Powder River
Posted by: Groundspeak Charter Member BruceS
N 44° 12.850 W 106° 09.451
13T E 407531 N 4896311
Marker located in rest area about the Powder River area of Wyoming.
Waymark Code: WM1YRQ
Location: Wyoming, United States
Date Posted: 08/05/2007
Published By:Groundspeak Regular Member caverspencer
Views: 38

Powder River

"Too thick to plow, too thick to drink."  That was the humor of early settlers describing the mud swept downstream each spring in the Powder.  The river was named the "Powder" because its banks have a black brittle gunpowder appearance.  This river carries water from melting snows high in the Bighorn Mountains north to the Yellowstone River in Montana.

Powder River country is  a land of heritage and tradition.  Native Americans lived here for over 8000 years before the first explorers and immigrants.  The famous "Hole-in-the-Wall" hide out of Butch Cassidy and the Sundance Kid was on the Middle Fork of Powder River, 60 miles southwest of where you now stand.  Today these open expanses of prairie are home to hard working ranch families - a cultural heritage passed on from the pioneer cattle barons of the late 1800's.

Once the habitat for great herds of bison, Powder River country now supports a blend of agriculture and nave prairie wildlife.  Cattle and sheep graze the land along with herds of antelope, deer and elk. Riparian areas (the lush green areas bordering the river) are of special importance in fulfilling the habitat needs of people, livestock and wildlife importance in fulfilling the habitat needs of people, livestock and wildlife.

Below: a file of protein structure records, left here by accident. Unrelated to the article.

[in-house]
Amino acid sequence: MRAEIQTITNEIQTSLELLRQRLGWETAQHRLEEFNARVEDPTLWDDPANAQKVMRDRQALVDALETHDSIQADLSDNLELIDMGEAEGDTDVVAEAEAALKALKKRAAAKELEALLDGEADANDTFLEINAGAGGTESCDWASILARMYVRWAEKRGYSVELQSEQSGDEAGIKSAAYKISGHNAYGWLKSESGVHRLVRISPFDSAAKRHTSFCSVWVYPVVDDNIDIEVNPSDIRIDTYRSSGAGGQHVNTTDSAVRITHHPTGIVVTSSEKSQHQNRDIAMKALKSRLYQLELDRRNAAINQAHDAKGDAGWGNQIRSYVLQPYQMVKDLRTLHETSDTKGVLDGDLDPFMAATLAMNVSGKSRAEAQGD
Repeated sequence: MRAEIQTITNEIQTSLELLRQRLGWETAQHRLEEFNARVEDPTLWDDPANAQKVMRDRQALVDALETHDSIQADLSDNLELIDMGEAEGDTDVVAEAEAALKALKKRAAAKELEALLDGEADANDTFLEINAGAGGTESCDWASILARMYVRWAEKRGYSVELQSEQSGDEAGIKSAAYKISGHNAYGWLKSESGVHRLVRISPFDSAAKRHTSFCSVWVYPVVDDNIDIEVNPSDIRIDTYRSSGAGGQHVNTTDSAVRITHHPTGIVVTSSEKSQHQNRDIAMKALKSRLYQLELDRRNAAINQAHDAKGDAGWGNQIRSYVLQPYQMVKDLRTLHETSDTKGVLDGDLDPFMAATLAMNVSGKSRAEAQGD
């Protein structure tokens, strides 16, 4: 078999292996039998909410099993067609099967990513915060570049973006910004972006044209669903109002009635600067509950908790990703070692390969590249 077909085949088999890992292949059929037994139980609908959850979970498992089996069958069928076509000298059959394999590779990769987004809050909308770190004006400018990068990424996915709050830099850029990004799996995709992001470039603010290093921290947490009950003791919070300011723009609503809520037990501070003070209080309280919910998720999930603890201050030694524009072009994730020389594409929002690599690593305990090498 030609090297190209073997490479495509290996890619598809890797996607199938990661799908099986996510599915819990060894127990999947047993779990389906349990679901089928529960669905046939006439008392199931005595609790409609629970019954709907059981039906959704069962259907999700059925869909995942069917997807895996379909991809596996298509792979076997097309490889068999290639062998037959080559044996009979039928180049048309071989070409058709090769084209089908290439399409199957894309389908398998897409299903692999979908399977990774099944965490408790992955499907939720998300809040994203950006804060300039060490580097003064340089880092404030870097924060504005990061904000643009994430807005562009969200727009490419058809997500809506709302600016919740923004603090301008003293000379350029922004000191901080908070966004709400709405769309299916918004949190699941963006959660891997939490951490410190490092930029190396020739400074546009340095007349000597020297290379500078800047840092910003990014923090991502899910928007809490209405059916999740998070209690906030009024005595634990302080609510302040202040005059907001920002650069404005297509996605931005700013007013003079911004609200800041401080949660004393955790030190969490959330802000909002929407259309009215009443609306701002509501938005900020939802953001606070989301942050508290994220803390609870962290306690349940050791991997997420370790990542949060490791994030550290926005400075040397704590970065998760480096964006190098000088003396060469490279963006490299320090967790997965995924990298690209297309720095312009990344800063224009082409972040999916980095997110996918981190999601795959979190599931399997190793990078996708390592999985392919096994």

This country has seen years of oil development, and is now a prime source of low sulfur coal for the U.S. - helping to reduce air pollution from power generation plants in many parts of the country.  The Powder River basin now produces one-sixth of the worlds energy.

As you pass through this area it appears endless and barren, but life abounds on the vast Powder River landscapes.  Land ownership along the river is mixed between private, state and federal.  Pioneers tended to homestead the lowlands close to water, leaving the federal lands now administered by BLM.  These lands are currently used for grazing, wildlife, minerals and other multiple uses.  Prairie vegetation is produced on soil rich in nutrients and minerals and nourished by sunshine, snow and rain.  Ranchers raise cattle and sheep which convert prairie plants to meat, wool, leather and other products used to feed and clothe the nation.  Through good stewardship and cooperative management of the prairie, wildlife and livestock.

You are in the heart of Powder River country - a special place for wildlife and people.  A cowboy culture and wildland romance. - text of marker

Marker Name: Powder River

Marker Type: Rural Roadside

Addtional Information:
Located in rest area.

Group Responsible for Placement: Not listed

Date Dedicated: Not listed

Marker Number: Not listed

Web link(s) for additional information: Not listed

Visit Instructions:
Please post a photo of you OR your GPS at the marker location. Also if you know of any additional links not already mentioned about this bit of Wyoming history please include that in your log.
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Recent Visits/Logs:
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Bon Echo visited Powder River 06/14/2015 Bon Echo visited it
dbrockhouse visited Powder River 07/26/2014 dbrockhouse visited it
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